Friday, September 27, 2013

The Bittern that wasn't!

On the elevated nature paths on the yellow trail, left of the hawk observation deck at Cape May Point State Park, I spotted an American Bittern, so I thought, ruffled and quiet. It was located down left of the bridge in the canal that proceeds on to Lighthouse Pond East and looked a bit pensive. 

After getting some shots, I changed lenses, and aimed high to catch a juvenile Northern Harrier soaring by, with its dark head and "cinnamon-orange" body (Hawks in Flight by Dunne, Sibley, Sutton, p. 182). In each shot, it looks like its eyes are closed? 

I then trained my lens back to the Bittern and so glad I did.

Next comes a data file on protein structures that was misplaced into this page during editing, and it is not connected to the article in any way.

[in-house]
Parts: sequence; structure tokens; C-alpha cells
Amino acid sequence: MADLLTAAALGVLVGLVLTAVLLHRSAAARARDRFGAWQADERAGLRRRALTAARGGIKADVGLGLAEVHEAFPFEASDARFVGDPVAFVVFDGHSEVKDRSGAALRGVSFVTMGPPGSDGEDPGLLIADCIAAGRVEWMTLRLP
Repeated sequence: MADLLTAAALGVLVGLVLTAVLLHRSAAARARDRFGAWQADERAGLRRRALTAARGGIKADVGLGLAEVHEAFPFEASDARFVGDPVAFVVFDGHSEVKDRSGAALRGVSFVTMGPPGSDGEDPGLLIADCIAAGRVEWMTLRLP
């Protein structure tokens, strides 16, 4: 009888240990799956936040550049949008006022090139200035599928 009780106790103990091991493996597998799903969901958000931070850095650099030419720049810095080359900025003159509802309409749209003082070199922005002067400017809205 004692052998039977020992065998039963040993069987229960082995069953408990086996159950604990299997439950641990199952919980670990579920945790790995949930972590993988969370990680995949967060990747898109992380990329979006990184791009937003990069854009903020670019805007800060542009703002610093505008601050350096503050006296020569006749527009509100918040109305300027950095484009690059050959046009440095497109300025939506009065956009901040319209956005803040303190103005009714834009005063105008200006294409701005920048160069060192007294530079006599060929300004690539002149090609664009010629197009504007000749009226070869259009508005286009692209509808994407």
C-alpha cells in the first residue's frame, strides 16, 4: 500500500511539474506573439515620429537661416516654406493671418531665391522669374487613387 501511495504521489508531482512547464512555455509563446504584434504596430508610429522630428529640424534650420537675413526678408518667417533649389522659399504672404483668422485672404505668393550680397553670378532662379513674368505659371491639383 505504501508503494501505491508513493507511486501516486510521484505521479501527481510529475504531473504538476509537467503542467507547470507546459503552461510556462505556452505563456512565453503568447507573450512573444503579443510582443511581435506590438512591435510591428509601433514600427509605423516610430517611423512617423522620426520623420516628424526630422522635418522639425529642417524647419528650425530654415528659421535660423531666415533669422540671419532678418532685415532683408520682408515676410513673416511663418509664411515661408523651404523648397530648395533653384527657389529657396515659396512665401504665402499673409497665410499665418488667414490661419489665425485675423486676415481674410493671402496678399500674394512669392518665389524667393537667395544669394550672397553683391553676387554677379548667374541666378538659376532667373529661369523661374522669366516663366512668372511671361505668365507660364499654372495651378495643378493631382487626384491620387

It had sprung to life and was hunting and then . . 

was attacking something in the water! 

After dunking it many times, I could make out that it was a hapless frog.

It then gulped it down and here, a leg is the last bit to be seen.

I hurried home and downloaded these pictures. I checked my Sibley Guide to Birds to be certain of my ID that I felt confident about and I found that actually this was not an American Bittern at all!! 

The coloration is similar, but no bold stripes or long neck!

I flipped a few pages over and there it was. 

It was a Juvenile Black-crowned Night-Heron. 

Sibley's helpful progression was invaluable for the identification - the orange eye, the sharp yellowish bill, the large white spots on the wings, etc. 

I was astonished of how much this bird changes from a juvenile to an adult. 

1 comment:

  1. That's an incredible transformation for a bird! Great picture sequence as well!!